I only met the late, great scientist-philosopher Father Jaki once. It was at a Chesterton Conference at the University of St. Thomas in St. Paul, Minnesota, at which both of us were speaking. I had breakfast with him and recall feeling a little apprehensive. He had a reputation for being somewhat abrasive and for not suffering fools gladly. I hoped that he did not think that I was a fool! I needn’t have worried. He was the most delightful company, though I found contact with his razor-sharp and brilliantly alert eyes somewhat unnerving. The presence of such youthful agility in the eyes of an elderly man is almost uncanny—the penetrative nature of the gaze seeming to strip one bare, disarming one in the alarming sense of leaving one utterly defenceless. The only other time that I have felt this was in the presence of the great Russian writer, Alexander Solzhenitsyn, whom I met at his home near Moscow in 1998, when he was approaching his eightieth birthday. This is how I recounted that moment of eye contact in my biography of Solzhenitsyn:
As those piercing eyes met mine across the table an image from Tolkien entered my head: the image of Treebeard, the wizened voice of wisdom in The Lord of the Rings, with his ‘deep eyes… slow and solemn, but very penetrating,’ filled my mind. For an instant, Solzhenitsyn’s eyes and those of Treebeard were one: ‘one felt as if there was an enormous well behind them, filled up with ages of memory and long, slow, steady thinking; but their surface was sparkling with the present: like sun shimmering on the outer leaves of a vast tree, or on the ripples of a very deep lake.’ Like Pippin I felt that those eyes were considering me with the same slow care that they had given to their own inside affairs for endless years.
I now understand that the presence of both youthful alertness and venerable wisdom in the eyes of men, such as Fr. Jaki and Solzhenitsyn, is the mark of true greatness.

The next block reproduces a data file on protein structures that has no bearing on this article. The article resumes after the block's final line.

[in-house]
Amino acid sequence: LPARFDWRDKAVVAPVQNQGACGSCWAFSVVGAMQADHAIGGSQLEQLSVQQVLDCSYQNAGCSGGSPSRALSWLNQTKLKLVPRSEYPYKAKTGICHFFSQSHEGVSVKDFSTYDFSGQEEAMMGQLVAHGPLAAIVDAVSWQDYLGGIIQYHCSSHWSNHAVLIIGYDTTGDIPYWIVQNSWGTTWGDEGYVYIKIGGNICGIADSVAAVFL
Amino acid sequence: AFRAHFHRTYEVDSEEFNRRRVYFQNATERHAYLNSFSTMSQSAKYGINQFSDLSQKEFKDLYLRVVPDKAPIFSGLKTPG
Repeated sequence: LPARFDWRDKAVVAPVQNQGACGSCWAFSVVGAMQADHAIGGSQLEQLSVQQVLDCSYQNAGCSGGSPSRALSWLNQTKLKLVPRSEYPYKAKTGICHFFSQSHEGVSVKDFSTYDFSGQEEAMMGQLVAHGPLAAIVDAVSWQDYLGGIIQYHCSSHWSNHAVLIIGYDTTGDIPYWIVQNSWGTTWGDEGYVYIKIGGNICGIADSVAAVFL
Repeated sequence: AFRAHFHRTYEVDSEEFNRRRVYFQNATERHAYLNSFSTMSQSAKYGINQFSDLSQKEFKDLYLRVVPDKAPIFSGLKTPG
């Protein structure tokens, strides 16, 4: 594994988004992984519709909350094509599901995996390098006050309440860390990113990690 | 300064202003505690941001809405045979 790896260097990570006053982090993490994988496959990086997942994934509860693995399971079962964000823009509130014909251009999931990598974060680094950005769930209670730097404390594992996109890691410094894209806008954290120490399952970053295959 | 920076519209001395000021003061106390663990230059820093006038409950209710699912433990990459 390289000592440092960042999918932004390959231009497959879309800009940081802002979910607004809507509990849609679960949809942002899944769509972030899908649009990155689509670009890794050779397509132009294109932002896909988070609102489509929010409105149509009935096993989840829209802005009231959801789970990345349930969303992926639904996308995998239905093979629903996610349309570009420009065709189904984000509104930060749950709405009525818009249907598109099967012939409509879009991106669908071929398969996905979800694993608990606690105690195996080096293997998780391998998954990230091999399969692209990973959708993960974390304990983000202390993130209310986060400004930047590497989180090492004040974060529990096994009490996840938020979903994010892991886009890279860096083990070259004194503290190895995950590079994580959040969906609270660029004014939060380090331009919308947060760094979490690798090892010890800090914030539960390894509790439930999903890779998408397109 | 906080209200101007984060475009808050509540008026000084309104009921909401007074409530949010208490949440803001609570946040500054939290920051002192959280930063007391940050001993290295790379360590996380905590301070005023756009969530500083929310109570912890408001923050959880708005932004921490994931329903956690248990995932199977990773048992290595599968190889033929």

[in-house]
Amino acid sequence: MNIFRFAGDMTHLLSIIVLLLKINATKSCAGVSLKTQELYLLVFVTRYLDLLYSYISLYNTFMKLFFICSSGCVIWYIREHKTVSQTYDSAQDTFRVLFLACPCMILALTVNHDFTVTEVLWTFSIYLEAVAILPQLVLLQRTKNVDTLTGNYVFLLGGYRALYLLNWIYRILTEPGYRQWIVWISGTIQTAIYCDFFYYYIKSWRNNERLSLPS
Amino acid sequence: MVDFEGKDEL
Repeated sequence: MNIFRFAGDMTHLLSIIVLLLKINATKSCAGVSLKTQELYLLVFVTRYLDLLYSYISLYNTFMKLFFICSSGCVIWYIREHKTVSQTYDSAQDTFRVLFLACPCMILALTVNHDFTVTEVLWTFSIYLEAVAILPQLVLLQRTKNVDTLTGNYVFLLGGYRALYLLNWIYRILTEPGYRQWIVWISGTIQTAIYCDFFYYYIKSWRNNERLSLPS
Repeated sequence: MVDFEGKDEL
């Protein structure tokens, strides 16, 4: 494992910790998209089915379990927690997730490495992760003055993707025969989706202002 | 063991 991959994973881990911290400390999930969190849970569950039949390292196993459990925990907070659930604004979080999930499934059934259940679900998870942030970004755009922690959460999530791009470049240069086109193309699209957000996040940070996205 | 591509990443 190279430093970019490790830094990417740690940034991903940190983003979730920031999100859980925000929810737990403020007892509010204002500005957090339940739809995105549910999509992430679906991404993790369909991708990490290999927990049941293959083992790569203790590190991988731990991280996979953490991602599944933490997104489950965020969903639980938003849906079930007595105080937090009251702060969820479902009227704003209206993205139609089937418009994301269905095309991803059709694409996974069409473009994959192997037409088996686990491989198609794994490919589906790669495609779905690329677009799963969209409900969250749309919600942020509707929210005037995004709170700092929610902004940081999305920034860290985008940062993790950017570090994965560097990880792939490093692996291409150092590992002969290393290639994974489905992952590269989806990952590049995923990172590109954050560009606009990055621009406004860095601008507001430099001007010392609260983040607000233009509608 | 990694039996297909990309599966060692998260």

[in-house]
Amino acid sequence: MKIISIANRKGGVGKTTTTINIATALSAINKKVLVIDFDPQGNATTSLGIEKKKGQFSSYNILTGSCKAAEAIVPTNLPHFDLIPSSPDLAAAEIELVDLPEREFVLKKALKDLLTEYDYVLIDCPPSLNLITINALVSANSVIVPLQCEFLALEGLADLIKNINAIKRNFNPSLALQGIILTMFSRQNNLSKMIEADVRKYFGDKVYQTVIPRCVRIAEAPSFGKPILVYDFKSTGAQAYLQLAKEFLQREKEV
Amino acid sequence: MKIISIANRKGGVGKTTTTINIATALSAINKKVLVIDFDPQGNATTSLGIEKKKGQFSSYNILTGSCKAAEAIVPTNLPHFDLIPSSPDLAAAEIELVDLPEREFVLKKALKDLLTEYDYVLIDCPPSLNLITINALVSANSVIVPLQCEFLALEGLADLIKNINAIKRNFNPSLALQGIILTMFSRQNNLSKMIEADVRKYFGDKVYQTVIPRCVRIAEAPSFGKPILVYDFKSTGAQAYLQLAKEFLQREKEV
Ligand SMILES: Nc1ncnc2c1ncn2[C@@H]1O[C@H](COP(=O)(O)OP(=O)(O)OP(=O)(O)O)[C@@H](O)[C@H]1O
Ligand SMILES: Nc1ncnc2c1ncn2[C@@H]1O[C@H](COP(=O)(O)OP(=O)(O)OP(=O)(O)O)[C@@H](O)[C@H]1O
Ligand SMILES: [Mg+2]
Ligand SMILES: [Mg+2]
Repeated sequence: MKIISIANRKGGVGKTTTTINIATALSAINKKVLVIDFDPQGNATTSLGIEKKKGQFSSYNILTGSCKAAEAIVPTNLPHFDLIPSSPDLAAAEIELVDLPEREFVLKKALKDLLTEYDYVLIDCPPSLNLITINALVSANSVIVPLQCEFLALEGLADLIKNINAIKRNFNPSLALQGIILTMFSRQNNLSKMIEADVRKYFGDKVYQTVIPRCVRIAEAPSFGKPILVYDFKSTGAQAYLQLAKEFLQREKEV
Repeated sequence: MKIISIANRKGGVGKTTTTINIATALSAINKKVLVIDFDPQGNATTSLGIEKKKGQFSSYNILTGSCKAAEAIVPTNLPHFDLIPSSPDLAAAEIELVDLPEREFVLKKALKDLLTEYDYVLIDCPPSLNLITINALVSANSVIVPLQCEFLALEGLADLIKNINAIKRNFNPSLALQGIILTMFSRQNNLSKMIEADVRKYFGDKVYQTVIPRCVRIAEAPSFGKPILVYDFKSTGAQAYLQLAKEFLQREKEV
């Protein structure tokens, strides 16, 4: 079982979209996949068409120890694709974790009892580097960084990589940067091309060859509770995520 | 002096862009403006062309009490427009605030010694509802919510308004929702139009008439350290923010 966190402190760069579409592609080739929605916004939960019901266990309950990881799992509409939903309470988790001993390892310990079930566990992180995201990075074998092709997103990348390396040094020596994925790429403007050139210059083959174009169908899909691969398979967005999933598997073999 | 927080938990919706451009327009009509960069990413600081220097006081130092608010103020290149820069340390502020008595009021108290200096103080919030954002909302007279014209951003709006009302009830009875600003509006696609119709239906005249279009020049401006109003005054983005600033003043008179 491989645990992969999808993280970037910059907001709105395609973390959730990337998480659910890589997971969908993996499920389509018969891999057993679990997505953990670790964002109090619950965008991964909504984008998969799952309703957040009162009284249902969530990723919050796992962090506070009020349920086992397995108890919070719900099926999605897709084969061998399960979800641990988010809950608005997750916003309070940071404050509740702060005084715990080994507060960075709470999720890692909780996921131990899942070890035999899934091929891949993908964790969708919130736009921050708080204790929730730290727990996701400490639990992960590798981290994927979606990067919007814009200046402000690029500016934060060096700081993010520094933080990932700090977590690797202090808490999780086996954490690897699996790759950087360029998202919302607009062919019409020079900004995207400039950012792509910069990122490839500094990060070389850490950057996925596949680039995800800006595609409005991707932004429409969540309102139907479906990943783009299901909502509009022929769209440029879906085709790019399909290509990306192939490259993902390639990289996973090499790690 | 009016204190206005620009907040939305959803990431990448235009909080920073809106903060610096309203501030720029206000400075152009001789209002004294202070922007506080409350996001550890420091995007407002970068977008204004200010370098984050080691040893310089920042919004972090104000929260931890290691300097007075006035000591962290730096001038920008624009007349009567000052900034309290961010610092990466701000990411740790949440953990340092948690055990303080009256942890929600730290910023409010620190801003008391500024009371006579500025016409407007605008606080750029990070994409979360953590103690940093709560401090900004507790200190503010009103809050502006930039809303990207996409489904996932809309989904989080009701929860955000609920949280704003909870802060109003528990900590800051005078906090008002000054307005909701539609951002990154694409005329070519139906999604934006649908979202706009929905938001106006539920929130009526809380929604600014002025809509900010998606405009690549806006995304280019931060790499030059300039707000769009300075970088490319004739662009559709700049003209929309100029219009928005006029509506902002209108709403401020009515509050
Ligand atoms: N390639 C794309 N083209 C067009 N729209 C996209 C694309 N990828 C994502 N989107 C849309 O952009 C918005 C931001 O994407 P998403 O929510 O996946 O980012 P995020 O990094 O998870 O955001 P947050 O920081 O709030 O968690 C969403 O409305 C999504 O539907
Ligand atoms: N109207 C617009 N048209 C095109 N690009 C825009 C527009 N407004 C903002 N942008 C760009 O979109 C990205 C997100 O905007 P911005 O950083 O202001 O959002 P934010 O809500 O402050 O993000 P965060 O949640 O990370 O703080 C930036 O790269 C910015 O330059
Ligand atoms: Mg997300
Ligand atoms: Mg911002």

It was, therefore, with a sense of my own vulnerability and perhaps unworthiness that I engaged Fr. Jaki in conversation. I was aware of his formidable reputation as both a scientist and a philosopher, and admired the manner in which he delineated the difference between physics and metaphysics, illustrating the limitations of the former in addressing issues that were the proper domain of the latter. Since, however, I am not a philosopher and still less a scientist, my ability to converse on these subjects was limited. In consequence, our conversation centered on Shakespeare and the evidence for his Catholicism, an area of study in which we had both worked. I told Father Jaki that I was grateful for his re-publishing of an obscure but crucially important doctoral thesis, The Shakespeares and the Old Faith by John Henry de Groot, which had been originally published in 1946 but was in danger of being lost to posterity. Its resurrection, through its being republished by Fr. Jaki’s Real-View Books in 1995, was of considerable importance to scholars studying Shakespeare’s Catholicism. Indeed, my own personal indebtedness to De Groot’s research and, therefore, to Fr. Jaki for making it available to me, was considerable.
During our all-too-brief conversation, I was humbled and gratified to discover that Fr. Jaki was appreciative of my own work, especially, if my memory serves me correctly, my biography of Chesterton and my book, Literary Converts. The thought that a scholar of Fr. Jaki’s stature would have read and appreciated my own work was immensely gratifying.
Little could either of us have known that this one brief encounter would be our only meeting in the flesh—a precious moment of engagement, never to be repeated. Thus, like the proverbial ships in the night, we met, enjoyed the kiss of convivial conversation, and moved on. He has now moved on to pastures greener than I can imagine where he enjoys, no doubt, “the heaven-haven of the reward.” Perhaps, God willing, and if I can emulate the great Fr. Jaki, we might enjoy further meetings in that better place where science finds its final resting place in omniscience.
This essay originally appeared at the St. Austin Review and is republished here with gracious permission.